dwolff706 likes this.
  2. Bill Blue

    Bill Blue Platinum Level Sponsor

    No need to toss pin holed tanks. The POR15 sealer will seal repairs made with screen wire. I would not be surprised if Red Kote will do the same. Were you able to remove all of the black factory seal? I have found that chemical strippers available to DIY'ers will not touch the factory seal. I had to remove it by inserting a chain into the tank and "sloshing" it around. For hours.

    Not easy, but cheap.

    Bill
     
    Silver Creek Sunbeam likes this.
  3. boss-tiger

    boss-tiger Gold Level Sponsor

    The hot tank got out 98% of the liner, then the muriatic acid did the rest. Re pin pholed tanks - yes the POR or RedKote should be able to fix .. but I just did not trust that myselfand did not test that out. I had one tank that basically looked liked it was sweating, the pin holes were so tiny you could not see.
     
  4. bulldurham

    bulldurham Platinum Level Sponsor

    My Series II tank lasted more than 20 years w/ a POR 15 repair. The bottom had many pinhole . When it finally started leaking there was only one pinpoint leak. I did the same refurb about 4 years ago and all remains good. Repaired 2 late series tanks 3 years ago w/ good results as well.
     
  5. puff4

    puff4 Diamond Level Sponsor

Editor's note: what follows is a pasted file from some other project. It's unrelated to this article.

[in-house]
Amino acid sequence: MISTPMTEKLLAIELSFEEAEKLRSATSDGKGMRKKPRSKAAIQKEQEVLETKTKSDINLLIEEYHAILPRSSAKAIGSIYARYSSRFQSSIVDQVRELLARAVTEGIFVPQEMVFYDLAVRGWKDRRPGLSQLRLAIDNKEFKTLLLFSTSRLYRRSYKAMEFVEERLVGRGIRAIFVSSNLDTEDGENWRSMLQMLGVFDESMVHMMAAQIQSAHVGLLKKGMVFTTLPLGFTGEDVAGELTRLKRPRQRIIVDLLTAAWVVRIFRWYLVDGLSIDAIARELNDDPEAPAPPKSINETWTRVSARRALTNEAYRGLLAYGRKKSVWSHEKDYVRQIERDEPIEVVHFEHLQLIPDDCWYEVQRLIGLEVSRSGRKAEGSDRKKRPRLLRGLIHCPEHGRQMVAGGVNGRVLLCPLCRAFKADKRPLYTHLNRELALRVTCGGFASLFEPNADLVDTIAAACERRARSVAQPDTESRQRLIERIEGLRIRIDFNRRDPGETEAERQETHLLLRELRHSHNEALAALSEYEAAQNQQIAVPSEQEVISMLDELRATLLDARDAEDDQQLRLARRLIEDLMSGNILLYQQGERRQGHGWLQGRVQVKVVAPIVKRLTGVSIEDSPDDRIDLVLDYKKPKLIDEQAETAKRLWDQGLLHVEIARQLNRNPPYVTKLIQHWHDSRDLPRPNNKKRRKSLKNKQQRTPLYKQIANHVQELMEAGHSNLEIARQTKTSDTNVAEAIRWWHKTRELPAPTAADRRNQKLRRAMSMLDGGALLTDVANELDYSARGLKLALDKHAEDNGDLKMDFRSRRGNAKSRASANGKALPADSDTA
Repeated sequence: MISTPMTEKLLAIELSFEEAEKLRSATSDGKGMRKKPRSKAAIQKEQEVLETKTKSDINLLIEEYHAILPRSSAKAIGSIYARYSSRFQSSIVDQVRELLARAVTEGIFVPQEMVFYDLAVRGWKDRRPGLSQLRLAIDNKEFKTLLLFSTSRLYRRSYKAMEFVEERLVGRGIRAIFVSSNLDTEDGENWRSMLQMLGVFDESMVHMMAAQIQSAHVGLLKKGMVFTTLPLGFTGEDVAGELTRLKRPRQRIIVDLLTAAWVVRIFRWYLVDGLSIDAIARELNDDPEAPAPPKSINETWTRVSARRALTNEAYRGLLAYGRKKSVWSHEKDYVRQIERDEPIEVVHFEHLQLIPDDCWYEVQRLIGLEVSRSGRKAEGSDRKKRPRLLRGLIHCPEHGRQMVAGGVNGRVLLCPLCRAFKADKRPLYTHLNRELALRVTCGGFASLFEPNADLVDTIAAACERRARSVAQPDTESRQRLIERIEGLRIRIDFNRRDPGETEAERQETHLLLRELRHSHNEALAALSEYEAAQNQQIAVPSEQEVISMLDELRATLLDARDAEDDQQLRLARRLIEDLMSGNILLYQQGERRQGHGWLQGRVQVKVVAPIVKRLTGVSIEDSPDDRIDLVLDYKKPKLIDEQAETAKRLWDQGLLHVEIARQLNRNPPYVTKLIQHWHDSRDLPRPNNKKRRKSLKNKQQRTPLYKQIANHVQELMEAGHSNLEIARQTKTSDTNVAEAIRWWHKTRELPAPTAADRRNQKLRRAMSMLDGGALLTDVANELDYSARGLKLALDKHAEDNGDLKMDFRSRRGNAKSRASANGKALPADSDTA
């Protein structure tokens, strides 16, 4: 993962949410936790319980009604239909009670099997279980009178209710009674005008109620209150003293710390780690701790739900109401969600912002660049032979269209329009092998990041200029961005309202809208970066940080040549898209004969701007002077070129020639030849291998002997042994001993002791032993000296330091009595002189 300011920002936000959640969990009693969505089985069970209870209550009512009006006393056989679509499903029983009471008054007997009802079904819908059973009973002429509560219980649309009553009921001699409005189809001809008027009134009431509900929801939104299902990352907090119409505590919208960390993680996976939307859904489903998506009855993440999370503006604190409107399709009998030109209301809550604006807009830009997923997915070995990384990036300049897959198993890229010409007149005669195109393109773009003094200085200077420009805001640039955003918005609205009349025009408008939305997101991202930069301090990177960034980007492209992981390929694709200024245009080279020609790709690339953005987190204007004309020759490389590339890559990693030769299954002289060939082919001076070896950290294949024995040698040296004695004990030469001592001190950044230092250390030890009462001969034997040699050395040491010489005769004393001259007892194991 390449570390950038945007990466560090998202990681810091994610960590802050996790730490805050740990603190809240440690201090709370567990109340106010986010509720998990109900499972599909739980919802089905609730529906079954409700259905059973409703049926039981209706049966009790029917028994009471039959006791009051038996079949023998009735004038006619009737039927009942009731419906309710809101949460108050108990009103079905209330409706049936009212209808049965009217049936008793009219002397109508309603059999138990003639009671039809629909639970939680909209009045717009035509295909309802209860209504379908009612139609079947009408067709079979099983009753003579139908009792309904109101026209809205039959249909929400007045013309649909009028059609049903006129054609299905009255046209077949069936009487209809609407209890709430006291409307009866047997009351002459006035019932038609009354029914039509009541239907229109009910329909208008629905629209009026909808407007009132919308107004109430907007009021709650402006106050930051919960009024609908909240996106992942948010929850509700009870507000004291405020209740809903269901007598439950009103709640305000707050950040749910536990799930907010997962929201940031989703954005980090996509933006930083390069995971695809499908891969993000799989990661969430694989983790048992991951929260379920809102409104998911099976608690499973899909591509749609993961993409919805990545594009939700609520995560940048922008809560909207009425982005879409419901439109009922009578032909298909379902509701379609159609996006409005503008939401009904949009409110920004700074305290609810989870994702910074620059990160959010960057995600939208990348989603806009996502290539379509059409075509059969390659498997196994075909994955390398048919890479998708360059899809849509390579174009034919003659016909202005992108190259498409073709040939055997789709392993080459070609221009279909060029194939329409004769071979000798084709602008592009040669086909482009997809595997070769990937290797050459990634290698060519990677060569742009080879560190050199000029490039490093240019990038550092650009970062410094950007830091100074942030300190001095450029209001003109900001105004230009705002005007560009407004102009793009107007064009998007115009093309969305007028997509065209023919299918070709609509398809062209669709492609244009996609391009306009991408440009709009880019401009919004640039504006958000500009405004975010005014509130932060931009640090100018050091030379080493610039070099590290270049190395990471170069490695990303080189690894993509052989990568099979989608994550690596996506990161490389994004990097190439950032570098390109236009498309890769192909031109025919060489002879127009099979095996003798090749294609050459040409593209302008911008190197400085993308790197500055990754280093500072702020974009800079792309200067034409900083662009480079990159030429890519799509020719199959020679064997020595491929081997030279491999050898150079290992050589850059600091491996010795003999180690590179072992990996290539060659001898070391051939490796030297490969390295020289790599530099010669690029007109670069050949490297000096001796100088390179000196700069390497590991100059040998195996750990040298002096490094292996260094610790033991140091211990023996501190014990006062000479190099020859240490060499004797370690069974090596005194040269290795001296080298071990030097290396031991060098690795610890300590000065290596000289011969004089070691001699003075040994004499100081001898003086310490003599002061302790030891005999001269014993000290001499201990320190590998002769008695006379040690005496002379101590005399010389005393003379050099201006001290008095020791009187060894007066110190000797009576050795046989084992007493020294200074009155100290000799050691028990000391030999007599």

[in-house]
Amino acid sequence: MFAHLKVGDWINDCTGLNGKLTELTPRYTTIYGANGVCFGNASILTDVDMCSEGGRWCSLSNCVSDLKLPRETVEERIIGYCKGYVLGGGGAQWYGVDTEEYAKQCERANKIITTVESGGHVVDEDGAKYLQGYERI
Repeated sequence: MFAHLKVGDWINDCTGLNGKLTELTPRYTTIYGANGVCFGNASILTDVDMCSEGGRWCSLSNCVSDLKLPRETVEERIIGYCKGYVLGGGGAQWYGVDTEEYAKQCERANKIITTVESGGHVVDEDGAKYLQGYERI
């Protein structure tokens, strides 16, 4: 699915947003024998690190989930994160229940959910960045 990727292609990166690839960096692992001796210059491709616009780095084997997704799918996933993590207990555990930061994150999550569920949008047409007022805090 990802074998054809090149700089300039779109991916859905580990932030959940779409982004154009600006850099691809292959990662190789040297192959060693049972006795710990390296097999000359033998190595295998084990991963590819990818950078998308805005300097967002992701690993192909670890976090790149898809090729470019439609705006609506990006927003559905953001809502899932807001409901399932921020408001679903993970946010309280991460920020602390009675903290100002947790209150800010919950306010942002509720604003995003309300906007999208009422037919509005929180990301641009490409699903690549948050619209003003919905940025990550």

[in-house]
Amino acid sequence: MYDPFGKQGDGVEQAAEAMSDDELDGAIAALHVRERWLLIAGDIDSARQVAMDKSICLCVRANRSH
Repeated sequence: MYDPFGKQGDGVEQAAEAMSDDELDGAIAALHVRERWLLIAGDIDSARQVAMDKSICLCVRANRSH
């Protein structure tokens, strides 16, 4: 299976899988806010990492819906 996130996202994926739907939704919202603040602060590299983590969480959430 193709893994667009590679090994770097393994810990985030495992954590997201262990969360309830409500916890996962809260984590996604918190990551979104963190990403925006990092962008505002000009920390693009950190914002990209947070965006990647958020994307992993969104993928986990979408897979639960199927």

I’ve soldered pinholes in quite a few tanks over the years. It’s a permanent and safe solution to the problem. It’s really not that difficult… the important bit is working with fresh metal and using tinning flux. The end result will be every bit as good as new and after interior coating should last a lifetime. The only caution is to ensure there are no remaining fumes in the tank before any heat.
     
  6. PROCRAFT

    PROCRAFT Donation Time

    Probably why I let a Mustang tank into the trunk floor
     
  7. 260Alpine

    260Alpine Silver Level Sponsor

    Joel, Good to see you back here!
     
  8. belmateo

    belmateo Gold Level Sponsor

    Would brazing work the same?
     
  9. puff4

    puff4 Diamond Level Sponsor

    Yep. But the increased heat needed to braze rises the chance you’ll warp the metal.
     
    belmateo likes this.
  10. belmateo

    belmateo Gold Level Sponsor

    Good to know, thanks
     
  11. Acollin

    Acollin Platinum Level Sponsor

    Gas tank experts
    1966 series V